...I have a question on your post though (I'm just a stupid person without your level of understanding of...well...everything apparently). In your comment, you veer off into the evils of religion (again) and you state "I receive a lot of flack from people who think I'm being "too judgmental" or "just angry at god", when in fact what I am is compassionate about freedom and fairness for people."
How is one 'compassionate' about freedom and fairness? In my ignorance I might have used the word 'passionate'; I know I am mistaken but I wondered if you might show me why. I only ask because you enjoy being helpful where words are concerned. I was so grateful when you led me to understand what 'juxtaposition' meant. You are such a brainiac!! I could never hope to even reflect the glow of intelligence you display!
Perhaps you could illustrate the meaning of 'pretentious' for me? Oh!! You already have!
@ValerieLKaylor Did Single Dad Laughing describe the physical size of the child? I don't remember. Frankly I can't be bothered reading through the whole short story again but his physical size doesn't jump to mind. No matter, super dad Dan could have him be any size he wants, he's the author. It would be quite funny though if the 'dad' was a little person (i.e., dwarf) and the kid was extra big for his age, towering over him, little dad jumping up to poke his finger at him, lol.
No matter. The good news is that I was recently in Costco. Clearly, because this story has so deeply affected me it came to mind as we stood in line. While I did have all three kids with me, and not a random ten year old, I decided to concentrate on the oldest. He's about 5 so he was the closest I could get as far as being near the fictional child in Dan's story. I'll call him 'X' because I care enough about my kid not to commercialize him in a blog.
So, we're in line and I see the little Costco cafe out past the checkout lines.
"They got ice cream over there!"
"Where! I want some!"
"I want some, I want some, I want some" (there may have been two or three more 'I want some' shouts, I can't remember).
"No. Go stand over by that wall."
"There, over there."
There was no wall because in our Costco there just isn't one.
X clearly couldn't stand against a non-existent wall. This just played into my hands. He was clearly disobeying!! On top of that the second boy, I'll call him 'Y', started squealing "Ice cream" over and over.
At this point I went over to him and poked him right up near his collarbone (I couldn't quite seem to get the collarbone exactly, that other Costco dad must have had some practice).
"There IS no ice cream!" I told him, screwing up my face menacingly.
"What?" he shouted back at me.
By this time people were looking; I even thought one metrosexual looking guy was going to break into tears...I knew he wouldn't actually do anything but wring his hands.
Y shrieks "No ice cream?!" and looks broken.
Baby girl was sleeping (let's call her 'Z' because it makes the story hold together better). Z slept through the whole thing in fact. Probably because she's too young to eat ice cream and so had no dog in this fight (I worked in a dog reference just for Micheal JG, I noticed he has a thing for kid/dog comparisons).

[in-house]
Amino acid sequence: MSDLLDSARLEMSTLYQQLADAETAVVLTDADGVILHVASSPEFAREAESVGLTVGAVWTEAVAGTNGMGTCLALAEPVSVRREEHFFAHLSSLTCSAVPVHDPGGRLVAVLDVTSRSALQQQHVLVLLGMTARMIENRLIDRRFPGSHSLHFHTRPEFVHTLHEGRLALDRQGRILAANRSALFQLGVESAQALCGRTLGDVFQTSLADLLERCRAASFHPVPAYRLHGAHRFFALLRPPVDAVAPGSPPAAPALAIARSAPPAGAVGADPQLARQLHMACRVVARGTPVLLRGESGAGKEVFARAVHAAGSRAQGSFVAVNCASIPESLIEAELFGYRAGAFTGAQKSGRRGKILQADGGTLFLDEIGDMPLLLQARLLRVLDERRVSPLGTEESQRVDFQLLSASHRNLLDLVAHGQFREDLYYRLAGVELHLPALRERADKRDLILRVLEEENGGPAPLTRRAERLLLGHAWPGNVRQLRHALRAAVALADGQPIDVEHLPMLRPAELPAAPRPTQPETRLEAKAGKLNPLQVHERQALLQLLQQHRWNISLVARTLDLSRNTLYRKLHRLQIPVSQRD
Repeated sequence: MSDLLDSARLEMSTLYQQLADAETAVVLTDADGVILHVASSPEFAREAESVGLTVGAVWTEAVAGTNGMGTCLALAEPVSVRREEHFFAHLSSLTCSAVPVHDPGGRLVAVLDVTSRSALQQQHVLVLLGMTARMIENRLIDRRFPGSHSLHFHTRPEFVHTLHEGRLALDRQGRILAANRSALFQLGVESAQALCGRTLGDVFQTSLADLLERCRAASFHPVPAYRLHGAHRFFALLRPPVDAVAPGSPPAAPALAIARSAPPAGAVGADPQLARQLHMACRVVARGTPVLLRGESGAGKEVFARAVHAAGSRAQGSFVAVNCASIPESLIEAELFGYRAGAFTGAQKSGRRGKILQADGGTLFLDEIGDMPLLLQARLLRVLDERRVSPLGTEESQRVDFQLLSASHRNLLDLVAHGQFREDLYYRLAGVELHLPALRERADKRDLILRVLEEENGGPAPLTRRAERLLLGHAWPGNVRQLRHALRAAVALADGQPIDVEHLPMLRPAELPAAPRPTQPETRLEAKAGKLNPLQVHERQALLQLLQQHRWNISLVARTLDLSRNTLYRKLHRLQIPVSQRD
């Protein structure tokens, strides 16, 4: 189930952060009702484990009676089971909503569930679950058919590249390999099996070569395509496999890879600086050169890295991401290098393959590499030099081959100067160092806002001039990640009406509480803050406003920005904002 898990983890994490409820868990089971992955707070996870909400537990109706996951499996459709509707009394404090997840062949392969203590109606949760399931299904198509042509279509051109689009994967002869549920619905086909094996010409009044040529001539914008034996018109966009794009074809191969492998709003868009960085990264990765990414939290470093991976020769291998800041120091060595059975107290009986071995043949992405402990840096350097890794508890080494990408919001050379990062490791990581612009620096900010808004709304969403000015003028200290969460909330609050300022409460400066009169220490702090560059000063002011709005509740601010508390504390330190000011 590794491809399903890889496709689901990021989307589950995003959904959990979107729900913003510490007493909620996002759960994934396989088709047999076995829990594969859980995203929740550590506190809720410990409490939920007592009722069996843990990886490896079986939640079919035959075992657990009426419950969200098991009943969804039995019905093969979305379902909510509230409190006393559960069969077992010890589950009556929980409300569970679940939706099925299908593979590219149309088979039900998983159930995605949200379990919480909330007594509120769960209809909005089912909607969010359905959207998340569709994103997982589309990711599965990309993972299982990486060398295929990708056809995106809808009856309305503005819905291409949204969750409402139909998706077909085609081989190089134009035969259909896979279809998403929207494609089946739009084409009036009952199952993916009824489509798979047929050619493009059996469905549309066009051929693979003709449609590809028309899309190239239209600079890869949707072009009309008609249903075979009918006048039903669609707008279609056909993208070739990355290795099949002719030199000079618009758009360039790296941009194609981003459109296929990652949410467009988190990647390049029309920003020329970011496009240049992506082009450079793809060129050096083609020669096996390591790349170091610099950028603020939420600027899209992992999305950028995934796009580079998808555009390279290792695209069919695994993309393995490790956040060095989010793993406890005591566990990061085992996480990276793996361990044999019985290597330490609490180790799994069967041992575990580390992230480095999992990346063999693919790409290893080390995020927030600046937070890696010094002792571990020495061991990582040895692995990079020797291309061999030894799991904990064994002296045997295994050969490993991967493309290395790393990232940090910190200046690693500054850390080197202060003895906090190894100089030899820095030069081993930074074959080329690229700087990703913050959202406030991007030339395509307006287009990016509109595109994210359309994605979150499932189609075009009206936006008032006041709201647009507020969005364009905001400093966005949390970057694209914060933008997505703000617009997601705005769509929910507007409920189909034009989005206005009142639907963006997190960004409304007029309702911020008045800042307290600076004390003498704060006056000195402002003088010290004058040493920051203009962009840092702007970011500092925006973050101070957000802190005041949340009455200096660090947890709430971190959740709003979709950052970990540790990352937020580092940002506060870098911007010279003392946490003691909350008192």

X shouts out "No ice cream!" again.
I had him. I knew I had won. I had crushed his spirit!
"No ice cream." I said, leaning in to him.
"What do you think of that? Have I broken you?"
He looked up into my face, no tears...
"What? What did I break?"
"No, no, no, I broke you!"
"I'm not broken." a confused look on his face.
Y piped in "He not broked"
X started laughing.
"What did he say? He not broked? That's funny!"
Y began to laugh too.
I was left to contemplate my failure. Broken. I could clearly see that my kids were stronger, more resilient than I had imagined. I guess that's just my kids.
@Michael J G @ValerieLKaylor @RylanG @Chloe325 Michael J G,
Are you pulling everyone's leg? What's the difference between having kids and not having them? If you have them and haven't figured that out I might be interested in getting my hands on the drugs you're using (either yourself or on your kids).
So, you and your wife worked out a system of discipline and expectations for your child prior to having her and you just imposed them regardless of conditions? I gotta say you talk out of one side of your mouth about explaining and listening, open mindedness, etc. then you talk about a discipline 'system' and how your daughter 'learned' to know when not to mess with you (scary!) and how you'll never accept her looking into religion, etc. out of the other side of your mouth.
I'm certain YOU ARE A GREAT DAD!! ...but I'm confused...
@Michael J G @ValerieLKaylor Human rights? Same sex marriage?? What are you talking about? This is better than TV!
Go Micheal J G, Go! You are on a roll...we all want to see where it ends, hahaha!!
@ValerieLKaylor not MMOB - does the State pay you to be a foster parent? Just curious how much that gig pays.
@Michael J G @ValerieLKaylor @RylanG I'm curious. How was it that she learned to know when to 'not push the envelope'?
It sounds very sinister.
@DavidGould As I was reading this account I too was struck by the holier than thou feel and the hypocrisy of imagined violence against the Costco 'dad' (if indeed he was the boy's father). I was even more struck by the feeling that this entire account was a fabrication.